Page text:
Wednesday, October 5, 2011

The Mesa Verde Cliff Dwellings - Cliff Palace

Mesa Verde National Park allows us to visit a former, thriving civilization that flourished several hundred years ago. They built amazing houses and even cities in the cliffs of this canyon and mesa at about 7,000' in elevation. 

One of the first visitation locations is at Cliff Palace -- which is a real palace built into the cliffs. We had a great viewing location on the canyon directly across from the palace as Orinda found. Even with her vision issues, she could use her binoculars to at least parts of the cliff dwelling.

This is a huge collection of structures with over 150 rooms. It is thought that well over 100 people lived here and were well protected from the weather as well as possible attackers. Built from about 1190 ad to 1300 ad, it was suddenly abandoned; perhaps due to crop failure or due to some other influence. 

 It is possible to take a tour of the ruins, but Orinda was not thrilled with the idea of walking near the edge of the cliffs and climbing ladders. Apparently the builders of the cliff dwellings were not afraid of heights.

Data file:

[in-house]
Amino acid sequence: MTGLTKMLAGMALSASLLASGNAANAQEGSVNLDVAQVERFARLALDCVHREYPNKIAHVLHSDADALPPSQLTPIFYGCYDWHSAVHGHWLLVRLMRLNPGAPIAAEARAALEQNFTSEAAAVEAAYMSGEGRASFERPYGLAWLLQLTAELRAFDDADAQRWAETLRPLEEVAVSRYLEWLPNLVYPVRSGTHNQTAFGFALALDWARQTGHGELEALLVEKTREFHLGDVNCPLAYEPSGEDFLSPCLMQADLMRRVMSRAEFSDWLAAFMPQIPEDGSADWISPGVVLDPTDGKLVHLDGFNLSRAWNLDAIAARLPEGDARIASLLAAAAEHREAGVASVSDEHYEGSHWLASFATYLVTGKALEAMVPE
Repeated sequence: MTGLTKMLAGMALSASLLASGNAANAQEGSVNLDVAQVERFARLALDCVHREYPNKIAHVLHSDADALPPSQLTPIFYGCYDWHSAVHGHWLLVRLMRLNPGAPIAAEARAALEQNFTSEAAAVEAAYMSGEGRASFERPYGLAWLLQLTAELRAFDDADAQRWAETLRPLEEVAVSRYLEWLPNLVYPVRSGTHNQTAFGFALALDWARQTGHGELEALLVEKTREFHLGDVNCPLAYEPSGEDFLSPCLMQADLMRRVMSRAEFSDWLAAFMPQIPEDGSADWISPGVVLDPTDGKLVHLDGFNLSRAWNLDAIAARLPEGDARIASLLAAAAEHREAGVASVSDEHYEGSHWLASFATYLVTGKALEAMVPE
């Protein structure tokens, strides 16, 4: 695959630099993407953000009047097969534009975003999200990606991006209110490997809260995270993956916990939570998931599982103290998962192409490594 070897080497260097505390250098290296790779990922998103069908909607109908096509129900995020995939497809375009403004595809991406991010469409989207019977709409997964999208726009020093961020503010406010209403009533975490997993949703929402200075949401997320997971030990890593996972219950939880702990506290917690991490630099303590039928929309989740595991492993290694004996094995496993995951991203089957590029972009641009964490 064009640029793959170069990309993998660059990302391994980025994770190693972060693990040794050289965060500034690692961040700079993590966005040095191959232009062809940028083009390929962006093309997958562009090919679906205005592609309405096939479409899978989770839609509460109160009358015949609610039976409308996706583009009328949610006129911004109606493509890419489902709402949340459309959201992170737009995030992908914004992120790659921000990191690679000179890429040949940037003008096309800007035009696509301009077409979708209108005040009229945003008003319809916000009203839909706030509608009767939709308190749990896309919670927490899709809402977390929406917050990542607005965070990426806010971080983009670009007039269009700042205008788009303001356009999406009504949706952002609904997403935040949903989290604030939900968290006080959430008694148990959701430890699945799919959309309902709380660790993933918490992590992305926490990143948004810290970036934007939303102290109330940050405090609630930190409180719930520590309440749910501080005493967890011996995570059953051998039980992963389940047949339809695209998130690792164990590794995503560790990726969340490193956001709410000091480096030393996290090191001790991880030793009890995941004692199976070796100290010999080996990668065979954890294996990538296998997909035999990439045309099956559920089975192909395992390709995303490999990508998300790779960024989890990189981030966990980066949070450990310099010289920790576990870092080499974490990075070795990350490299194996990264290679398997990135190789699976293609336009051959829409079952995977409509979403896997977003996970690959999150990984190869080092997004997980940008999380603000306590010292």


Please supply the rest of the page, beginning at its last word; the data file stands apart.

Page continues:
The circular structures are called kivas and appeared to have been used for ceremonial functions. This palace contained 23 such kivas, each built with carefully fit stones forming a virtually perfect circle. When we thought about the fact that each stone had to be carried up the walls to this site, it is very impressive.

 We were especially interested in the fine craftsmanship in building the walls and buildings.This must have been a huge effort in construction,while at the same time, making sure that everyone had food and defense.

This shot gives an idea as to the size of the dwellings when you compare the structures to the people touring the site. These buildings are huge and must have taken a terrific effort to build without benefit of power equipment of even horses. It is fun to consider how they lived and built these dwellings and then to think how future generations might look at the remains of one of our cities and wonder how we lived. We will continue our Mesa Verde visit in our next post.

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